Editor’s note: The follow editorial appeared Wednesday in the Chicago Tribune:
The move last Friday follows a strike that began Nov. 9 by the Bakery, Confectionery, Tobacco Workers and Grain Millers International Union. It refused to swallow additional wage and benefit concessions to keep the bankrupt Hostess Brands afloat. Its 5,000 members were nearly unanimous in rejecting the company’s final contract offer.
As a result, the company said, most of the 18,500 Hostess employees will lose their jobs. That includes members of the largest union, the International Brotherhood of Teamsters, which did agree to the company’s concession demands. Hostess Brands Inc. was in a New York bankruptcy courtroom Monday to start the process of selling itself.
The bakery union’s self-defeating refusal to accept financial reality is only part of the story however. For Hostess, the strike was the final blow of many. High commodity costs hurt the company. Not only did it pay a fortune for food ingredients, but also for the energy to run its facilities and fuel its delivery trucks.
The recession hurt too. Hostess was unprepared to meet difficult business conditions that prevailed in 2009, when it emerged from a previous bankruptcy reorganization in which it obtained big concessions from its workforce. It had been, in fact, a poorly managed company for a long time. A string of short-sighted executives were quick to take money out of the business and slow to make the capital investments it needed to stay competitive.
Perhaps most damaging, the company failed to innovate in response to changing consumer tastes. Hostess didn’t have to make Ho Ho’s out of tofu to stay relevant. Food companies such as Kraft, Sara Lee and Nabisco have long understood their success depends on sophisticated market research, product development and creative marketing. It doesn’t come cheap.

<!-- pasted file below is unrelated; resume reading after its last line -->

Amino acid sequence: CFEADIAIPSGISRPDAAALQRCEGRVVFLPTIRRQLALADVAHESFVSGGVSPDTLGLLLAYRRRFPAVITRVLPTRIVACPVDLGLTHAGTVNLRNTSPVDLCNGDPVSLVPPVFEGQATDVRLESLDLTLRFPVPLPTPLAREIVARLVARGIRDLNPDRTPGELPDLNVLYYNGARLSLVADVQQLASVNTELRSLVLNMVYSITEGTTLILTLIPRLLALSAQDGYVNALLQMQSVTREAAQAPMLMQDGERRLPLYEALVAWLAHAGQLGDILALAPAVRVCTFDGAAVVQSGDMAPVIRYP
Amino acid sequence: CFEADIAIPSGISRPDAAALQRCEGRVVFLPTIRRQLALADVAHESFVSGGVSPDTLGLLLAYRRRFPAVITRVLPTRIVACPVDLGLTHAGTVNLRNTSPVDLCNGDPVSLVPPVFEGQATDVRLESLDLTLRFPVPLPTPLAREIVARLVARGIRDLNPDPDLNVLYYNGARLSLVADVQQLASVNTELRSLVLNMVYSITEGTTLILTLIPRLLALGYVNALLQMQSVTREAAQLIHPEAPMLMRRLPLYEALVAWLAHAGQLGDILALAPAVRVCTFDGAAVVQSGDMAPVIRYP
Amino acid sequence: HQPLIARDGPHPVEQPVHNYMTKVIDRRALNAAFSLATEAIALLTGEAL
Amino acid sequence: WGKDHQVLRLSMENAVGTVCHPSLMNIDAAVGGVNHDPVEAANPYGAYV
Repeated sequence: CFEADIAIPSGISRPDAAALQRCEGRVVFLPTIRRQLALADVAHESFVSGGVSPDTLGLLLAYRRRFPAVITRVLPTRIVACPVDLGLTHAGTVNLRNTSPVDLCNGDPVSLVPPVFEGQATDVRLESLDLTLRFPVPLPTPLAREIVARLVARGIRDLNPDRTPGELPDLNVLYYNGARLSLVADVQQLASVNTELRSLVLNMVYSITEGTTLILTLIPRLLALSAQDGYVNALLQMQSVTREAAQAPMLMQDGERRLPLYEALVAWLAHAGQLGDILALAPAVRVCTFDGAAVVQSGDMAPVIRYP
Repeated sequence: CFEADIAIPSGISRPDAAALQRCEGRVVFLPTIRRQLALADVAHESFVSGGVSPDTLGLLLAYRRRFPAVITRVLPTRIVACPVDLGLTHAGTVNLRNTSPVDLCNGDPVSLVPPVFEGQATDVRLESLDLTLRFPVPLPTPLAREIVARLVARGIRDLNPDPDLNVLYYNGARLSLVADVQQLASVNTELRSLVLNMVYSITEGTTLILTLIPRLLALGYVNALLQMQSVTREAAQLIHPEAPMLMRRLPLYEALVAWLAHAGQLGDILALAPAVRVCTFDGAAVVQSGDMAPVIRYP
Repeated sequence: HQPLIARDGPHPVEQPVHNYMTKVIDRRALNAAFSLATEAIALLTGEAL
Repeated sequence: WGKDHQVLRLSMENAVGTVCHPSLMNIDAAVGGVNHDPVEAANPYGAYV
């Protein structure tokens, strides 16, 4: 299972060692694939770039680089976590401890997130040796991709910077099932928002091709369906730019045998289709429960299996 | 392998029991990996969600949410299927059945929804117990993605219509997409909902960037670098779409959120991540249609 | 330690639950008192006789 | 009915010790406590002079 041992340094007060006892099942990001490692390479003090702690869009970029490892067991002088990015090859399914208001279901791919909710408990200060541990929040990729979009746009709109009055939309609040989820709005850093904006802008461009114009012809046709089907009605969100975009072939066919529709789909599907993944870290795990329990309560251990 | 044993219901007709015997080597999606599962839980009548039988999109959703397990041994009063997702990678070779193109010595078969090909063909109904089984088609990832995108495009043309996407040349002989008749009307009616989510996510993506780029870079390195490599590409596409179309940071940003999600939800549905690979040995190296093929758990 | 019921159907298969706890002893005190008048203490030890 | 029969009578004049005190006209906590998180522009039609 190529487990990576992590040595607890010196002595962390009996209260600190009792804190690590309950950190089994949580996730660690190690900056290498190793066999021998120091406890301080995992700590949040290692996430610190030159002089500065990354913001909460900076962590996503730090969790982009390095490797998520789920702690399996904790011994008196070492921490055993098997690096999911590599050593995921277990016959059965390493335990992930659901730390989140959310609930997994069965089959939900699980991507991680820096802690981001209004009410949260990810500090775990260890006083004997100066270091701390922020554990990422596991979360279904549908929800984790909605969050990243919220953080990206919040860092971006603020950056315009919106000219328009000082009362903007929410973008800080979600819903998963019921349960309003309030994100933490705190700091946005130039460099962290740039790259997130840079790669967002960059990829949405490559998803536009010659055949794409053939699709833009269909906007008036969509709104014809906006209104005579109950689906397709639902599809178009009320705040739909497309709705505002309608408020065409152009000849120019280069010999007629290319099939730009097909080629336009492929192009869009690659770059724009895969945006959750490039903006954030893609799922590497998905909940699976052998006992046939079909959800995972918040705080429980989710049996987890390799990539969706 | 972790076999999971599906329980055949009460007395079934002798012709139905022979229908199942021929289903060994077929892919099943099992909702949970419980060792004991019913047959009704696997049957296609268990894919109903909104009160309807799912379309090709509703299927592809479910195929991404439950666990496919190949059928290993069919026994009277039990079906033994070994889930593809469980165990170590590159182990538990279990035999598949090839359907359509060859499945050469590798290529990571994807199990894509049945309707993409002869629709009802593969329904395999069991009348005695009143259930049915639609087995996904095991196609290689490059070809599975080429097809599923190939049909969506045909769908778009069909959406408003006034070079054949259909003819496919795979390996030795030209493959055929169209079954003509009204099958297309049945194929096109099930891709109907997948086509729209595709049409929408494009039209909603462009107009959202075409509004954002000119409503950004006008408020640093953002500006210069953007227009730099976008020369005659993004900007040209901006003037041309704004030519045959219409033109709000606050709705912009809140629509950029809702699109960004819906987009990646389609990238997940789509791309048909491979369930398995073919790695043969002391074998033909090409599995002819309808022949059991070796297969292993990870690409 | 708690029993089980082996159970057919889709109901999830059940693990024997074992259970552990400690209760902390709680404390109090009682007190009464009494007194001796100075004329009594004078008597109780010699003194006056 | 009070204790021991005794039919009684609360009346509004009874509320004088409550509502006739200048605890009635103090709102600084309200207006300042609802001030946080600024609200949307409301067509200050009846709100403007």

They also must update their product lines constantly to keep their customers – many of them increasingly health-conscious – satisfied. Consider Kraft’s Jell-O brand. Consumers still can buy a box of powdered gelatin dessert that hasn’t changed much in 100 years. They also can buy pudding, no-bake desserts, ready-to-eat, fat-free and sugar-free versions of the product under the same Jell-O brand.
The 82-year-old Hostess was previously known as Interstate Bakeries Corp. and based in Kansas City, Mo., for many decades. Arguably, its best-known products peaked during the 1970s.
Other companies may yet do better with at least some of the Hostess brands. Flowers Foods Inc., Bimbo Bakeries USA, a division of Mexico-based Grupo Bimbo, and Pepperidge Farm, a division of Campbell Soup Co., are among prospective buyers as the company is liquidated, analysts say.
Even if those companies buy all the brands, however, many redundant factories and distribution networks will close. Most of the Hostess jobs still will be lost.
There also is no guarantee that any particular brand will survive. Yes, even golden, cream-filled Twinkies snack cakes could go extinct.
As one analyst told the Reuters news service of the Twinkies brand, “It’s iconic, but in the same way that the great Studebakers are iconic.”
Reports circulated Friday of Twinkies being auctioned for as much as $10 apiece online. Not bad for an obsolete hunk of popular culture. It is sobering to note that today’s Twinkies have a much longer shelf life than the company that made them.